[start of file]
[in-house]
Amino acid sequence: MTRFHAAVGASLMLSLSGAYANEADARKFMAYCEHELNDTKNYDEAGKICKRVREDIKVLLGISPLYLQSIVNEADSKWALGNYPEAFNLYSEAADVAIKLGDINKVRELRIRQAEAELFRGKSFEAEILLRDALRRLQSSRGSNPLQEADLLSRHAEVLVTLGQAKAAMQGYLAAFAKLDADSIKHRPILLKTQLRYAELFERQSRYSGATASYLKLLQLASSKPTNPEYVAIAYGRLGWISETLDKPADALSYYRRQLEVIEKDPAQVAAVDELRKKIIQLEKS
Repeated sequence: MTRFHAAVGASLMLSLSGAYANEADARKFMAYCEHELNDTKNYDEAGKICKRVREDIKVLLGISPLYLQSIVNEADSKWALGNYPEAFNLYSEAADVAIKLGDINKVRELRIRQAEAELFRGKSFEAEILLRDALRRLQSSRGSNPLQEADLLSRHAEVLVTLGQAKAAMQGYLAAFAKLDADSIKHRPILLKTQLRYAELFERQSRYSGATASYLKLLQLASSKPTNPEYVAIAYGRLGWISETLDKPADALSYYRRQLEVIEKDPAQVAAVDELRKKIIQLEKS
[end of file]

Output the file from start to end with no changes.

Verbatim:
[in-house]
Amino acid sequence: MTRFHAAVGASLMLSLSGAYANEADARKFMAYCEHELNDTKNYDEAGKICKRVREDIKVLLGISPLYLQSIVNEADSKWALGNYPEAFNLYSEAADVAIKLGDINKVRELRIRQAEAELFRGKSFEAEILLRDALRRLQSSRGSNPLQEADLLSRHAEVLVTLGQAKAAMQGYLAAFAKLDADSIKHRPILLKTQLRYAELFERQSRYSGATASYLKLLQLASSKPTNPEYVAIAYGRLGWISETLDKPADALSYYRRQLEVIEKDPAQVAAVDELRKKIIQLEKS
Repeated sequence: MTRFHAAVGASLMLSLSGAYANEADARKFMAYCEHELNDTKNYDEAGKICKRVREDIKVLLGISPLYLQSIVNEADSKWALGNYPEAFNLYSEAADVAIKLGDINKVRELRIRQAEAELFRGKSFEAEILLRDALRRLQSSRGSNPLQEADLLSRHAEVLVTLGQAKAAMQGYLAAFAKLDADSIKHRPILLKTQLRYAELFERQSRYSGATASYLKLLQLASSKPTNPEYVAIAYGRLGWISETLDKPADALSYYRRQLEVIEKDPAQVAAVDELRKKIIQLEKS